The state will respond appropriately in the event of an attempt “to set fire to the country,” a senior lawmaker from the ruling party said on the morning of September 28 – the day after opposition parties called for mass protest rallies to challenge the arrest of ex-Defense Minister Irakli Okruashvili.
Giga Bokeria, an influential MP from the ruling National Movement Party, has warned the opposition to refrain from “any violent actions.”
“Yesterday I heard several times the word ‘ouster.’ I want to warn everyone: the state’s response in the event of any violent action will be very severe,” Bokeria said. “Of course it will be within the law, but very severe.”
“Georgia is not on fire as some say,” MP Davit Kirkitadze from the ruling party said in a reference to Okruashvili’s remarks made on September 25. “And those who try to set fire to the country will be dealt with appropriately by the state.”
Shortly after Okruashvili’s arrest on extortion, money laundering, misuse of power and criminal negligence charges, on September 27 opposition politicians called on the people to gather outside Parliament on September 28 at 2 pm.
Politicians from Okruashvili’s new party were sometimes extremist in their choice of words, with many calling for what they termed the Saakashvili regime to be toppled. Many of the major opposition parties have already announced they would join the planned rally, but the New Rights Party said it would not participate.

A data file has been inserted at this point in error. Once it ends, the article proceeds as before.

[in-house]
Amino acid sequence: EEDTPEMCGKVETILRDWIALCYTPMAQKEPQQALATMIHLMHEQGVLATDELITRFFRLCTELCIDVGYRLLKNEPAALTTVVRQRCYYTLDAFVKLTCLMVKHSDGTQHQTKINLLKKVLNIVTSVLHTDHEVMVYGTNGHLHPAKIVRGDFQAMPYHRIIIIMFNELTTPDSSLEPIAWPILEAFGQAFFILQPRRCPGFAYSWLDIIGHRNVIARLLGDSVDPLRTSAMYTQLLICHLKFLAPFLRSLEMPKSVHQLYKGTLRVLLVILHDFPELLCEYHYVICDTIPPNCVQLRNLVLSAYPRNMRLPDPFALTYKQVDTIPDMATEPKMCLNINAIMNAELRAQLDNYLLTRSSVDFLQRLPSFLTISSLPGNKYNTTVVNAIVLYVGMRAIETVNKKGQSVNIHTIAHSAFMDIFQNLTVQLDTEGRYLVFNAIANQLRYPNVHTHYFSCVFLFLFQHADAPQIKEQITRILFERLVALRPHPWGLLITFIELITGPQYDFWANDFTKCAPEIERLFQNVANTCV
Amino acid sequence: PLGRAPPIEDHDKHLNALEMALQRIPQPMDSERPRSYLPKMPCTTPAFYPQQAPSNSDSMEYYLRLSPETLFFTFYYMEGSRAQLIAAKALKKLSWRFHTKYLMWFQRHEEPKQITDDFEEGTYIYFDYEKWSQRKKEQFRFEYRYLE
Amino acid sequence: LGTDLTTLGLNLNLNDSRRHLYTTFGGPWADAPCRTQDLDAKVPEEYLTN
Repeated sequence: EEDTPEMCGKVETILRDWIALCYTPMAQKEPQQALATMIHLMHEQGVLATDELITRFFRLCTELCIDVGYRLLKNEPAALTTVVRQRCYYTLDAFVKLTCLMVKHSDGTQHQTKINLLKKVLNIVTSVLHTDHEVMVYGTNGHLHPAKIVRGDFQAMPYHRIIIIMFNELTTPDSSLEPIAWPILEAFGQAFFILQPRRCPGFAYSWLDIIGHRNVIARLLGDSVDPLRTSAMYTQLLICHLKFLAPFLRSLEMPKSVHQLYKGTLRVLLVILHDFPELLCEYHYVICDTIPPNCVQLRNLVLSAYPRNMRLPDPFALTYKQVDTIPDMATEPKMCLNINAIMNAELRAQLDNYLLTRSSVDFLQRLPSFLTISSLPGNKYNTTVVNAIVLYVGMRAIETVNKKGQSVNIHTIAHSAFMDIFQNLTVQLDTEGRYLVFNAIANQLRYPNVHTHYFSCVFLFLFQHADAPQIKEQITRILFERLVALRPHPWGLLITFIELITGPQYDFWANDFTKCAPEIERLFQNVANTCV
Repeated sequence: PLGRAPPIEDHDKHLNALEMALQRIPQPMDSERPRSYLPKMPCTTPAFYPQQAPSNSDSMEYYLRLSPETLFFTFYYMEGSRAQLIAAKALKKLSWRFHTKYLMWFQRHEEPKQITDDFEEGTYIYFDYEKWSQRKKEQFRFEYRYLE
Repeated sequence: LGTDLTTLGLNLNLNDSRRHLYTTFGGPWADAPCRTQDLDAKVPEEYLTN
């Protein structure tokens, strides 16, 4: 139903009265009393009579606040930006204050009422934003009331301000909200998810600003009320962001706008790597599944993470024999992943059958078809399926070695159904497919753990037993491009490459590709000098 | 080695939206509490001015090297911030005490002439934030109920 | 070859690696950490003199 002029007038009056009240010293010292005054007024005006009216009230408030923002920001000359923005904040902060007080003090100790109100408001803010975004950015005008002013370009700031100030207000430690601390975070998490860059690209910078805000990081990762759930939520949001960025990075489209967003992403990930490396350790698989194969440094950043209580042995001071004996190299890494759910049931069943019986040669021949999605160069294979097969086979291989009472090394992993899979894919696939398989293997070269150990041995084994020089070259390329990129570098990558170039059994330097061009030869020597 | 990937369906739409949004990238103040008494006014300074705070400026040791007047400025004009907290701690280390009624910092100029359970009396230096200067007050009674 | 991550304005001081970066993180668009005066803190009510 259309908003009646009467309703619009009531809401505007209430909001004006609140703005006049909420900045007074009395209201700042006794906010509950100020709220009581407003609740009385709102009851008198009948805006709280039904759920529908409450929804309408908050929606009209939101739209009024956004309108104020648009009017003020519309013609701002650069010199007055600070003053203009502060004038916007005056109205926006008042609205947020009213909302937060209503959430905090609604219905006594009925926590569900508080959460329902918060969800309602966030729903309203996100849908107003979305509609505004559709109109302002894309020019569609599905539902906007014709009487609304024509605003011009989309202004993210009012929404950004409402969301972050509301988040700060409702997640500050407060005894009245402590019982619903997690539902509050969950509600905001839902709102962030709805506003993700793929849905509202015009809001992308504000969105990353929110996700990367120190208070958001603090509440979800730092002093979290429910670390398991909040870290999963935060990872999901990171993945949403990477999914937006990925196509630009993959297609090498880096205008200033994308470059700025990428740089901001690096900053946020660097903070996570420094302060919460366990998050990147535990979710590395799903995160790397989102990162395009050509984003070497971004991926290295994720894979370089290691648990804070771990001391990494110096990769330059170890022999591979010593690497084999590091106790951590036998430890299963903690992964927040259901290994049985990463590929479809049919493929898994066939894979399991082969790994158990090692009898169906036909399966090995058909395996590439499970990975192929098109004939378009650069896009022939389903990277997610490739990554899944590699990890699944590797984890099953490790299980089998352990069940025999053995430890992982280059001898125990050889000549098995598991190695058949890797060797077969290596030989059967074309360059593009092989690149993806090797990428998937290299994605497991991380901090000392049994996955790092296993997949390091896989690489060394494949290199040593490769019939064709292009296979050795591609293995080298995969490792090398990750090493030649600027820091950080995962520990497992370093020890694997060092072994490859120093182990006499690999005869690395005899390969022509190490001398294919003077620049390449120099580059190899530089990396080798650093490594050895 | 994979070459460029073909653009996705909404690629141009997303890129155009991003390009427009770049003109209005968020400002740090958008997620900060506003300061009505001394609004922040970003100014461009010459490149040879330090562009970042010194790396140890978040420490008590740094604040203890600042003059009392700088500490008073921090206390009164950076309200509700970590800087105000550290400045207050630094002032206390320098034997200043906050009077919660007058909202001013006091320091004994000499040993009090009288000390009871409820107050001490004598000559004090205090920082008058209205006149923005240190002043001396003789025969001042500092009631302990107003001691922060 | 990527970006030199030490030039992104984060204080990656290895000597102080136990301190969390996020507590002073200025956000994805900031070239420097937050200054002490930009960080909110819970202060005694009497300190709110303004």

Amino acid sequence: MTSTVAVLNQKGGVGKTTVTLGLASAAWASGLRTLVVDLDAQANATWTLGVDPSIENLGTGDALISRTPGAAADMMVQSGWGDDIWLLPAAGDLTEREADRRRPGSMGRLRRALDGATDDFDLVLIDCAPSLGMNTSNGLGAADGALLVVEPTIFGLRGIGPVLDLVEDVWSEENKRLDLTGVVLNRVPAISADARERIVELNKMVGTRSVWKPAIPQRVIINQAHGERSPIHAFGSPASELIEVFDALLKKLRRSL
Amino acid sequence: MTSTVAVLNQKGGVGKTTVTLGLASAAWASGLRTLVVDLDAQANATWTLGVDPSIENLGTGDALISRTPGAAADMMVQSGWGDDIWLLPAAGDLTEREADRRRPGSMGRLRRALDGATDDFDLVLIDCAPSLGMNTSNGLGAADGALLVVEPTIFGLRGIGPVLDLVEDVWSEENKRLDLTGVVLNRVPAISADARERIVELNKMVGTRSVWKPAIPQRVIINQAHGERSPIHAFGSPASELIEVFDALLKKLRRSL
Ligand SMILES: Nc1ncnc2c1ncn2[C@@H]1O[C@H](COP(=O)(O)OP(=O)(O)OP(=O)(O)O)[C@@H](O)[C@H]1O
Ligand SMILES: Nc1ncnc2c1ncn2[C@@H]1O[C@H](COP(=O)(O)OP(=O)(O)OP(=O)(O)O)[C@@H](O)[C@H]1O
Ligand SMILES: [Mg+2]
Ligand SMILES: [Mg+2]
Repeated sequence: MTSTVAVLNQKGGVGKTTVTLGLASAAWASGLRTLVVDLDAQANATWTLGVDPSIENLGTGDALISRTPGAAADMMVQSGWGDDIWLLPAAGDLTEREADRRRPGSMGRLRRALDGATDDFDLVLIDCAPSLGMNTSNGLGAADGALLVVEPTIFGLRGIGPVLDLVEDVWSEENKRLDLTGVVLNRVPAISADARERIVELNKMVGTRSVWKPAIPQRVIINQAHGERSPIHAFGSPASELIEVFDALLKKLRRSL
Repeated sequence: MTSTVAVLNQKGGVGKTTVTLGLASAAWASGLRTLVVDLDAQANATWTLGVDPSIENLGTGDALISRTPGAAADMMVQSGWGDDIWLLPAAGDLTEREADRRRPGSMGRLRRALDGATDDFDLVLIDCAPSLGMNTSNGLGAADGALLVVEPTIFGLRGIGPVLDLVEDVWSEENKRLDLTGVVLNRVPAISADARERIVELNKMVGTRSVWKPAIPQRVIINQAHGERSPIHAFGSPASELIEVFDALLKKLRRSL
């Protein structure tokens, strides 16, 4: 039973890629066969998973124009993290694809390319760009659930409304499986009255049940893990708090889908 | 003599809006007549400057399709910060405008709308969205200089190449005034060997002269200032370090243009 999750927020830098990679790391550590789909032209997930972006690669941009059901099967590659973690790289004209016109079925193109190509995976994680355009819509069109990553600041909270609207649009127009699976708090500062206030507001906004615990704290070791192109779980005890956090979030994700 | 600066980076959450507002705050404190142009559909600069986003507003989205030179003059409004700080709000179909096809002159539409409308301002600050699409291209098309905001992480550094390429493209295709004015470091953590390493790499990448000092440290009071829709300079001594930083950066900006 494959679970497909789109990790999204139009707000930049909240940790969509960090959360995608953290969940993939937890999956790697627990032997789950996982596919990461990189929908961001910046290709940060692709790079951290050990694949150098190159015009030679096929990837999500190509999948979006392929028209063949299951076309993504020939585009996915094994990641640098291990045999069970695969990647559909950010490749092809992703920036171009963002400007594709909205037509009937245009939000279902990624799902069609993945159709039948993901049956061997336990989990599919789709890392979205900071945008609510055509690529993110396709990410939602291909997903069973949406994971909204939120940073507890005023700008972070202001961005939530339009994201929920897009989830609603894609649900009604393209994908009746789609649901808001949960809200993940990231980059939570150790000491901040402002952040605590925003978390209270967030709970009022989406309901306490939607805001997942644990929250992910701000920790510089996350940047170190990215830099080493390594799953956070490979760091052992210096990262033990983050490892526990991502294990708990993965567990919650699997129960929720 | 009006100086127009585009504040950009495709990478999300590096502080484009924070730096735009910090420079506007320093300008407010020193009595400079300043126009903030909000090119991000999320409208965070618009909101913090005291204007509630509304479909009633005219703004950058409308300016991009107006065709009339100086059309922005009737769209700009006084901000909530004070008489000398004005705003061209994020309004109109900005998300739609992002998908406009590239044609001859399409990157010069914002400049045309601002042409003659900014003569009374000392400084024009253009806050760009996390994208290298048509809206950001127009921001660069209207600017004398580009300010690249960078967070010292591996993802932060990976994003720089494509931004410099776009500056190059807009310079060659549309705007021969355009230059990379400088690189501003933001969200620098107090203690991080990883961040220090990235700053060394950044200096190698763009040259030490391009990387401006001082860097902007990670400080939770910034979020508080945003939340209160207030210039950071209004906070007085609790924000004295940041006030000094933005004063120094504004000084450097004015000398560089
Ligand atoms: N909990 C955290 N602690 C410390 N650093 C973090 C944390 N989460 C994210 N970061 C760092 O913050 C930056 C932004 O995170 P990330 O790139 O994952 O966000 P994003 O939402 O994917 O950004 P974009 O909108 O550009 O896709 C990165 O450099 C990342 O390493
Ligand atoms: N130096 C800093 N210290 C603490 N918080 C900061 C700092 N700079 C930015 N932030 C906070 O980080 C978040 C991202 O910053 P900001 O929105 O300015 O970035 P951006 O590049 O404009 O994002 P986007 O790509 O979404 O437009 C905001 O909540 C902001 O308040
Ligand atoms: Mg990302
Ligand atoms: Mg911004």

“We will not take part in this,” MP Davit Gamkrelidze, leader of the New Rights Party said on September 28. “What will change for the country if Saakashvili’s mafia is replaced by Okruashvili’s mafia? Will [Okruashvili] build a liberal democracy? Of course not.”
Coming two days after Okruashvili levelled a series of serious accusations personally against President Saakashvili, Okruashvili’s arrest has been condemned by the opposition parties as “purely politically motivated.”
Giga Bokeria of the ruling party, however, rejected this interpretation of events.
“Okruashvili's statements didn't trigger the arrest,” he said, “but rather the earlier arrests in the framework of the anti-corruption drive prompted Okruashvili to make the statements in order to create some kind of immunity and untouchable status.”
Bokeria was referring to the arrest of the ex-governor of Shida Kartli region, Mikheil Kareli – an Okruashvili associate - and the arrest of the president’s spokesman, Dimitri Kitoshvili. The latter has already given evidence against Okruashvili about his alleged involvement in extortion, according to the General Prosecutor’s Office.
Bokeria also said that Okruashvili's arrest should be seen as an example of the government’s resolute determination to fight corruption.
“We have the rule of law and regardless of a person’s statements or political background, he will be punished in the event of misuse of power,” he said.
Mikheil Machavariani, the vice-speaker of the Parliament, made it clear that more arrests were to follow. An investigation into corruption cases, he said, was ongoing.
“We also want to ask that the General Prosecutor’s Office probe into those allegations – although we know that they were groundless – which were levelled by Okruashvili,” Machavariani said.